Discussion on Commission of Inquiry Report on the Central African Republic
This afternoon (20 January), Council members will meet for an Informal Interactive Dialogue on the final report (S/2014/928) of the International Commission of Inquiry (CoI) on the Central African Republic (CAR), established by the Council in resolution 2127 of 5 December 2013 to investigate reports of violations of international humanitarian law, international human rights law and abuses of human rights in the CAR. Council members will be briefed by two of the three commissioners, Fatimata M’Baye and Philip Alston. The chair of the CoI, Bernard Acho Muna, will not be present for scheduling reasons. It seems that the informal interactive dialogue format was chosen for this briefing as the mandate of the commissioners expired in December 2014 (this format is often used for meetings with high-level officials who are not part of the UN system).
The Council received the CoI’s final report on 19 December 2014. The report concluded that government forces under former President François Bozizé, as well as the Séléka and the anti-balaka groups were involved in serious violations of international humanitarian law and gross abuses of human rights. The Commission said that it could not establish genocidal intent by any party to the conflict but that this did not diminish the seriousness of crimes committed and documented in the report or give any reason to assume that in the future the risk of grave crimes, including genocide, had subsided. The CoI also concluded that a pattern of ethnic cleansing was executed by the anti-balaka in the areas in which Muslims had been living, amounting to a crime against humanity.
The report further emphasises the importance of accountability and makes several recommendations to the Council on measures to enhance the judicial system and accountability in the CAR. These include ensuring adequate support for a special criminal court within the legal system of the CAR, to be established with the assistance of the UN Mission in CAR (MINUSCA). Some members may have questions about the recommendations related to the setting up of a special criminal court, particularly in relation to how they see the Council’s role in its establishment and function. As the recommendations in the report do not specify particular actions for the Council, some members may want the commissioners to talk about whether they see a concrete role for the Council in relation to any of the recommendations.
During the briefing the two commissioners are likely to cover some of the major organisational hurdles they faced. The report highlights that the CoI started its work in April 2014 “under very difficult conditions, including a hostile and violent atmosphere that made it difficult for investigators to carry out their work, especially in the interior of the country”. Accordingly, the CoI was only able to conduct investigations in a limited fashion in the capital, Bangui. In addition, for five months the CoI functioned with just two commissioners, as Philip Alston was only appointed in August to fill the vacancy created by the resignation of one of the original commissioners.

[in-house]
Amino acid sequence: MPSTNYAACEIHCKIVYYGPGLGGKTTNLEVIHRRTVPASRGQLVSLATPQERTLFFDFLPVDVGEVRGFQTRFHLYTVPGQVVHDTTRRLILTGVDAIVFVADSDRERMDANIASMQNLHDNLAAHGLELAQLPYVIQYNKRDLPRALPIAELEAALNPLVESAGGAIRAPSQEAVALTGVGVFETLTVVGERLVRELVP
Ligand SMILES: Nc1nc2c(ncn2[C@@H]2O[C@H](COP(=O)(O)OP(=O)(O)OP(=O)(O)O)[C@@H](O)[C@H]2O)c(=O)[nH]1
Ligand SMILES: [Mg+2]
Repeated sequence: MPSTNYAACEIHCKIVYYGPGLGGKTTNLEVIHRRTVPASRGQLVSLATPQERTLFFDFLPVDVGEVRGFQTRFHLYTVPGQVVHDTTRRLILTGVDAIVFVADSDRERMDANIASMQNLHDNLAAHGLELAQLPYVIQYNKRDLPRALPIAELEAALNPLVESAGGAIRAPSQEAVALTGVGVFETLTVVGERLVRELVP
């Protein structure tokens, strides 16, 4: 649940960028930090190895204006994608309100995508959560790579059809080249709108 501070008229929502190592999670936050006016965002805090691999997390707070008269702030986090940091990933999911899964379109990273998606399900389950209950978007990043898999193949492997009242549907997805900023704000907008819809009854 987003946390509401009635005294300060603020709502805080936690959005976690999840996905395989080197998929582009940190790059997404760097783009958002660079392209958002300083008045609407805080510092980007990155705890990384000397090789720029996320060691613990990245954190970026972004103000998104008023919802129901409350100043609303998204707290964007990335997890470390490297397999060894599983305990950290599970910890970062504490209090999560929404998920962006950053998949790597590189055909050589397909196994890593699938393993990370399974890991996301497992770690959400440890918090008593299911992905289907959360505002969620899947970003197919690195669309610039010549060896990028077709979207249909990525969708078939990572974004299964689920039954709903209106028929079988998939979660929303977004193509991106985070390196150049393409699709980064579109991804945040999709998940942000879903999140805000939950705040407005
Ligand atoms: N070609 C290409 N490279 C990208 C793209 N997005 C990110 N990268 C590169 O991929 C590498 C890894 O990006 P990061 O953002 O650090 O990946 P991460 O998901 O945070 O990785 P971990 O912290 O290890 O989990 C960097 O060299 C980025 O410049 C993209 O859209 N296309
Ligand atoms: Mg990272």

The CoI’s preliminary report was circulated to Council members on 28 May. Council members raised concerns about the quality of the report and the lack of coordination with the Office of the High Commissioner for Human Rights with respect to its publication. In response, the CoI requested that it be able to reissue the report to allow for updates on the situation on the ground and editing.
The reissued preliminary report was released on 26 June 2014 (S/2014/373). In addition to its conclusion that there is reason to believe that all parties to the conflict perpetrated serious violations of international human rights and international humanitarian law and abuses of human rights, it highlights that entire neighbourhoods were cleansed of its Muslim inhabitants due to constant threats and the targeted and systematic destruction of Muslim properties, and violent incidents. Furthermore, it notes that the inability of the government to ensure the security of the population, render services and enforce law meant that civilians were easy prey to armed groups.
It seems that some Council members who were keen to establish the Commission, are concerned that the difficulties faced by the CoI, including lack of access, made it difficult to produce strong written reports. These Council members may be eager to get a better understanding of how some of the problems faced by the CAR CoI can in the future be avoided by commissions of inquiry in other situations. No direct Council action is expected to follow this meeting, though the recommendations to the Council in the final report to support justice and accountability mechanisms and processes within the CAR may be relevant to future Council engagement on the issue.
Later this week the Council is scheduled to take on CAR again to adopt a resolution renewing the CAR sanctions regime (arms embargo, assets freeze and travel ban) until 29 January 2016 and the mandate of the panel of experts assisting the 2027 CAR sanctions Committee until 29 February 2016. Council experts have had two meetings (on 15 and 19 January) to discuss the draft text and it does not seem that contentious issues arose during the negotiations. It seems that the draft resolution does not make any significant changes to the current sanctions regime, and mostly consolidates the regime imposed by resolutions 2127 and 2134.